Medical Physics is:
- Defined as the application of physics to the needs of medicine
- Launched by 2 Nobel prizes in physics; subsequently 2 Nobel prizes in Medicine or Physiology
- Responsible for the technical foundations of radiology, radiation oncology, and nuclear medicine
- Built on foundation of physics, but with distinct body of knowledge and scholarship
- Distinct from biophysics
- Incorporates both theoretical and experimental methods, but inherently an applied discipline
For more information, we recommend the American Association of Physicists in Medicine (AAPM) which addresses issues like: what is a medical physicist, the role s/he plays in radiation therapy and diagnostic medical imaging, history of medical physics, etc.
Medical Physics students working in radiation oncology clinic of Duke Cancer Center (photo: Taoran Li)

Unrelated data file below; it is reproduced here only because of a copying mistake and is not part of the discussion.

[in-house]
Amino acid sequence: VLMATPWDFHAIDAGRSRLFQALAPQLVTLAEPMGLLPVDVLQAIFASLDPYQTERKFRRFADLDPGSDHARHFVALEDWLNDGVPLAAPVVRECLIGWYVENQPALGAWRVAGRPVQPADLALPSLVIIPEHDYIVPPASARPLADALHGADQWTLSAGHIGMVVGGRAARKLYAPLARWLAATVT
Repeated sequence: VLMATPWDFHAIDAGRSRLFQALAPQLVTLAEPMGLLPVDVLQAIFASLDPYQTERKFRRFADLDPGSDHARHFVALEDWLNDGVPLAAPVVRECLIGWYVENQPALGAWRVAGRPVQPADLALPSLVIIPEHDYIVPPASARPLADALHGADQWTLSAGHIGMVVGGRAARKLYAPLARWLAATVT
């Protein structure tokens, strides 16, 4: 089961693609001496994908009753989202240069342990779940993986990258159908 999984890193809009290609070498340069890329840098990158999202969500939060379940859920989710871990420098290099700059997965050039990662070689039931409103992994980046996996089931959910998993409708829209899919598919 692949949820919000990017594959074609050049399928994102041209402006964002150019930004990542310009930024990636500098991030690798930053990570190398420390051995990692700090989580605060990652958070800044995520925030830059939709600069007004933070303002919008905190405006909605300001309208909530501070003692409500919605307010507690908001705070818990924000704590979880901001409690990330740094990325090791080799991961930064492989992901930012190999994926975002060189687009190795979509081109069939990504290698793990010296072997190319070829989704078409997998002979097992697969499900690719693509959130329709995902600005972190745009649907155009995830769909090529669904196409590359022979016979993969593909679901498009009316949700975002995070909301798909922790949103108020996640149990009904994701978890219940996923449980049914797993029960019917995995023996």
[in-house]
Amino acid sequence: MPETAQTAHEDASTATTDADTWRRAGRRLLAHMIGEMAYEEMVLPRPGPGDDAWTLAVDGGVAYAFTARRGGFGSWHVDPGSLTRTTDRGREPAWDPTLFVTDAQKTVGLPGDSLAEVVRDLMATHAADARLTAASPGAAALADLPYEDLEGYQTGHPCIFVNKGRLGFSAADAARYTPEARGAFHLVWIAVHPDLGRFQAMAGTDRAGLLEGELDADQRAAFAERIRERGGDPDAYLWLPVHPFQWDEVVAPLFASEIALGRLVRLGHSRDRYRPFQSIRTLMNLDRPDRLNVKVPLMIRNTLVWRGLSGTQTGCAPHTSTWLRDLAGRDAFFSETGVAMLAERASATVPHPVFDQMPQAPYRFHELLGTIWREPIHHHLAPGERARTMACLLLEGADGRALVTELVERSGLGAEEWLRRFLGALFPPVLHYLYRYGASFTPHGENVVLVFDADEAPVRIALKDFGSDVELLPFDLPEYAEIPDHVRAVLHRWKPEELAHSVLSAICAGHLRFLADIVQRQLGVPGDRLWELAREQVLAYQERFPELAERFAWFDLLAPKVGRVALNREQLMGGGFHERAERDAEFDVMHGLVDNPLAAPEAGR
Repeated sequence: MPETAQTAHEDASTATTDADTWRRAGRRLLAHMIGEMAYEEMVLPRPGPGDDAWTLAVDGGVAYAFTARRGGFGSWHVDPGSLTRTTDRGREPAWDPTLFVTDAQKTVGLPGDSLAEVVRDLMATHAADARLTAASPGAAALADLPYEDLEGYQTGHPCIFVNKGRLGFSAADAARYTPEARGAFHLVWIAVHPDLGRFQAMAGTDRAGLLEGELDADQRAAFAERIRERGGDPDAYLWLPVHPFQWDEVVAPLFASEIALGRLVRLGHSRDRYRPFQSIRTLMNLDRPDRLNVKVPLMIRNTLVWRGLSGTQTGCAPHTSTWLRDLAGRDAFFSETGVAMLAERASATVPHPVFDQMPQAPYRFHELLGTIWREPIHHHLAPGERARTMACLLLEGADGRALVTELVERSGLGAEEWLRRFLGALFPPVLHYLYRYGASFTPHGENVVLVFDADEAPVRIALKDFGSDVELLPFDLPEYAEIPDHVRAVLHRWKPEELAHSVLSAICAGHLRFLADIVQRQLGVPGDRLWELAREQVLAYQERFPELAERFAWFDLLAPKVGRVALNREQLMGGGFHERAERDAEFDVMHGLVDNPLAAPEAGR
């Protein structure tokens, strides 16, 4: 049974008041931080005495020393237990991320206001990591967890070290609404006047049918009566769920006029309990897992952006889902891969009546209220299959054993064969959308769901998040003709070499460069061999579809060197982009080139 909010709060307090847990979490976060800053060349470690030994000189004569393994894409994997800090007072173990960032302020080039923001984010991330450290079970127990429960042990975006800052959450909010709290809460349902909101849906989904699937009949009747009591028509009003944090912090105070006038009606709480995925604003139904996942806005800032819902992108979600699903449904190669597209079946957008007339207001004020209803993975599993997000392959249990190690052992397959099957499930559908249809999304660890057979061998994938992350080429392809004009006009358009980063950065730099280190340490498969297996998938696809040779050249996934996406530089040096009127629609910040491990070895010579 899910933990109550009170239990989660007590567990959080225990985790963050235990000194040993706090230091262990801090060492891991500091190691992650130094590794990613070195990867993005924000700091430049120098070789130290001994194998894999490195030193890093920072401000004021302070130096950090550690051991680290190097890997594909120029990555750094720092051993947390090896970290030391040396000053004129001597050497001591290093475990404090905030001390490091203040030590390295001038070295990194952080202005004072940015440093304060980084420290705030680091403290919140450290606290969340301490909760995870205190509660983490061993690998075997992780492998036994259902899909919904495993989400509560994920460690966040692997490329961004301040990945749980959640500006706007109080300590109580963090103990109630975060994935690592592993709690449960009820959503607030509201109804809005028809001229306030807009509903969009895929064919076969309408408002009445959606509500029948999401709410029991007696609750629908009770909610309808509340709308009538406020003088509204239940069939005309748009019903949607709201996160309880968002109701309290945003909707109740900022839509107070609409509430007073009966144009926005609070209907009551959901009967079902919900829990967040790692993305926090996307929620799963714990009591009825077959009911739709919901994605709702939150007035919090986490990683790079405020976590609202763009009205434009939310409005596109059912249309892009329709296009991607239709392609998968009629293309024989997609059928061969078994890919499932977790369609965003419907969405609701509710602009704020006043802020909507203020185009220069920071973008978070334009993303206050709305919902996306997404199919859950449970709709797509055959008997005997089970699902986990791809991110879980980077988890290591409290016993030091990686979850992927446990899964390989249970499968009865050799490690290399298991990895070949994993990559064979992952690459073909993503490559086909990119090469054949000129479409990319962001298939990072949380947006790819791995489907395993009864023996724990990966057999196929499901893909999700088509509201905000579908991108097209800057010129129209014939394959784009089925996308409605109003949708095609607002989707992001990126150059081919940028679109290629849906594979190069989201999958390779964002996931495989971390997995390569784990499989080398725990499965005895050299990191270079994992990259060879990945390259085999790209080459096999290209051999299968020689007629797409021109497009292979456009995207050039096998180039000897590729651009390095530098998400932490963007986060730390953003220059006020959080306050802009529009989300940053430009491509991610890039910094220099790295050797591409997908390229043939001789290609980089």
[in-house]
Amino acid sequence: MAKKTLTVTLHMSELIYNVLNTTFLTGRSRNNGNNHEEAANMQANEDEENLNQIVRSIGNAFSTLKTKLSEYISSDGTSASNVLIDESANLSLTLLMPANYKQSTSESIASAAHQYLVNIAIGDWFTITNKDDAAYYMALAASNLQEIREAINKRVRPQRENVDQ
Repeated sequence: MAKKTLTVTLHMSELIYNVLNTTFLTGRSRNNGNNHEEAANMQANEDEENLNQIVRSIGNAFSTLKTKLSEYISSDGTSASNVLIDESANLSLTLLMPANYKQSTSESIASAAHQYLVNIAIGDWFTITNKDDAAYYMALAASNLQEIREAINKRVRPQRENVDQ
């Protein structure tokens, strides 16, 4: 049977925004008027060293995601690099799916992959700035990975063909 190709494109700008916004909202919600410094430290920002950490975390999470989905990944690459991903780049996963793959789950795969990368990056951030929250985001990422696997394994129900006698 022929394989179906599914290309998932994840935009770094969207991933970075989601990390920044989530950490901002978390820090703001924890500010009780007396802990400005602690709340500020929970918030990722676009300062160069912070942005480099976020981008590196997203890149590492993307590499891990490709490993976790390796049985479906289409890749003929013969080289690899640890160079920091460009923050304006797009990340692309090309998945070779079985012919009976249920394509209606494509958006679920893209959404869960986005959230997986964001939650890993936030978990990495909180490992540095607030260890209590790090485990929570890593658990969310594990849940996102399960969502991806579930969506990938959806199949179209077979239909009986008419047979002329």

Career Opportunities in Medical Physics
Students at the Ph.D. level with interest in academic careers will find jobs as faculty members in departments of Medical Physics, Radiology, Radiation Oncology, Nuclear Medicine, Physics or Nuclear Engineering. Additionally, Ph.D. graduates may be employed in government labs or in industry. Ph.D. students trained with a specialty in Health Physics may find employment as Radiation Safety Officers at universities or large laboratories, or they may be employed as faculty in Health Physics training programs.
In addition to the academic and research job opportunities for Medical Physics graduates, there is also the career path of clinical physicist. Every hospital and clinic that uses radiation requires the services of individuals trained to maintain the diagnostic and therapeutic equipment needed to serve patients. Medical Physicists in Radiation Oncology also participate directly in clinical service by performing treatment planning for patients according to the treatment regimen prescribed by the Radiation Oncologist. Clinical physicists may be employed at the M.S. or Ph.D. level. The Duke Medical Physics Program would provide the specialized training necessary for graduates to become board-eligible clinical physicists if they so choose.